PORTLAND, Ore. — Structured light illumination (SLI) can automatically build a three-dimensional model of any object, replacing the tedious process of measurement that is usually required. Stripes of light are projected onto objects as a digital camera records their deformation, letting algorithms automatically deduce the size, shape and subtlest contours of even moving objects.
Now microelectromechanical system startup Seikowave (Lexington, Ky.), in cooperation with the Center for Visualization and Virtual Environments at the University of Kentucky, is harnessing MEMS picoprojectors to bring SLI to the mass market.
"We've been using $30,000 DLP [digital light processor] hardware in the research lab; over 90 percent of the cost of our system is in the projector right now," said Seikowave chief technology officer Daniel Lau, who pioneered SLI as a professor at the University of Kentucky. "Where Seikowave comes in is using MEMS to bring the projector cost down to $40, changing the economics to a mass-market technology."
Structured light illumination automatically builds a 3-D model of any object by projecting stripes of light an measuring their distortion with a digital camera.
Source: University of Kentucky.
SLI applications that have already been pioneered in Lau's university lab include contactless fingerprint scanning, intelligent surveillance and automatic profilometry (creation of 3-D models). Even videogame makers could profit from SLI, using it to generate 3-D models automatically with textures from real-world setups created for the game.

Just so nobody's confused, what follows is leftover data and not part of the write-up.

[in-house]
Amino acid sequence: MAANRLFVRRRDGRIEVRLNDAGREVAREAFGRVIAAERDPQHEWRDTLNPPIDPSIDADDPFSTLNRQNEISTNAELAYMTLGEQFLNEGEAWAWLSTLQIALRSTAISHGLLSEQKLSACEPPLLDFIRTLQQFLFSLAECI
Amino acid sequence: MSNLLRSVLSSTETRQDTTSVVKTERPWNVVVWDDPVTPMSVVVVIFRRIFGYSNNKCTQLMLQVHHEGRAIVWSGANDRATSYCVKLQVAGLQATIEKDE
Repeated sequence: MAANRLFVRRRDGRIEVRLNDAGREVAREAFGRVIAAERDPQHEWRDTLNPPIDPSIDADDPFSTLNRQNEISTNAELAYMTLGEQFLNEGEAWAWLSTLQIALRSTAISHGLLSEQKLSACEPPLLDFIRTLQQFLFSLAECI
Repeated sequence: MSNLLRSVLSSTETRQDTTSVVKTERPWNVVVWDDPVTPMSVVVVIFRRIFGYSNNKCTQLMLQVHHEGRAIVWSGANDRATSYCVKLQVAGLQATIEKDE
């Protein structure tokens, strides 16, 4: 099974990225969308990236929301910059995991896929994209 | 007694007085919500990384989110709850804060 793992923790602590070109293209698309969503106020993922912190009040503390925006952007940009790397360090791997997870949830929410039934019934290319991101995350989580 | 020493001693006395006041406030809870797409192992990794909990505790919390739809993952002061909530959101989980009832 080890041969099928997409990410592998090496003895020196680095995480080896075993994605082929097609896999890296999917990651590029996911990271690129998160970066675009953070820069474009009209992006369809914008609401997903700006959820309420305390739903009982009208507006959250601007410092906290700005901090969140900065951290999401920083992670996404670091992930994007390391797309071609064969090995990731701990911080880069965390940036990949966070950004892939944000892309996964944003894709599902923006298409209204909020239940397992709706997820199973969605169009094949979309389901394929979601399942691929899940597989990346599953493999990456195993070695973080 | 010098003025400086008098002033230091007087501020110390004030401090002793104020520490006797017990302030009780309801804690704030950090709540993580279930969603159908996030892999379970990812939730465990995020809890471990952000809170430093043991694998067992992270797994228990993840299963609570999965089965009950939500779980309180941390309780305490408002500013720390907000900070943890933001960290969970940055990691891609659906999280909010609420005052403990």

From projector to creator
MEMS picoprojectors were invented to enable small electronic devices to control large displays. Seikowave now plans to turn the picoprojector into a low-cost automatic 3-D model generator by writing SLI algorithms for the computer housing the MEMS device.
SLI works by projecting a series of light stripes on an object while observing their distortions with a digital camera. The process has been perfected in the lab for still images, but Seikowave and the University of Kentucky are pioneering SLI-based modeling using live video feeds. At high frame rates (up to 250 frames/second), Seikowave's algorithms use a proprietary lookup table to generate 3-D models in real-time from the observed distortions in the striped patterns.
The company is negotiating with MEMS picoprojector makers to create special high-frame-rate units suitable for SLI. "Picoprojectors are a little short on illumination—we use a laser light source in the lab—and they also need to be running at 120 to 150 frames per second," said Lau.
Seikowave president Matt Bellis described the challenges of moving from a startup's proof-of-concept demonstration to delivering marketable products in a talk at last month's MEMS CTO Meeting, sponsored by Yole Development in Anaheim, Calif. Bellis recently moved to Japan, where Seikowave has opened an office and hired Minoru Niimura as chief operating officer. Niimura is a 25-year veteran from Epson who worked with Bellis at their previous MEMS startup, Miradia, which was acquired by Walsin Lihwa Corp. (Taiwan).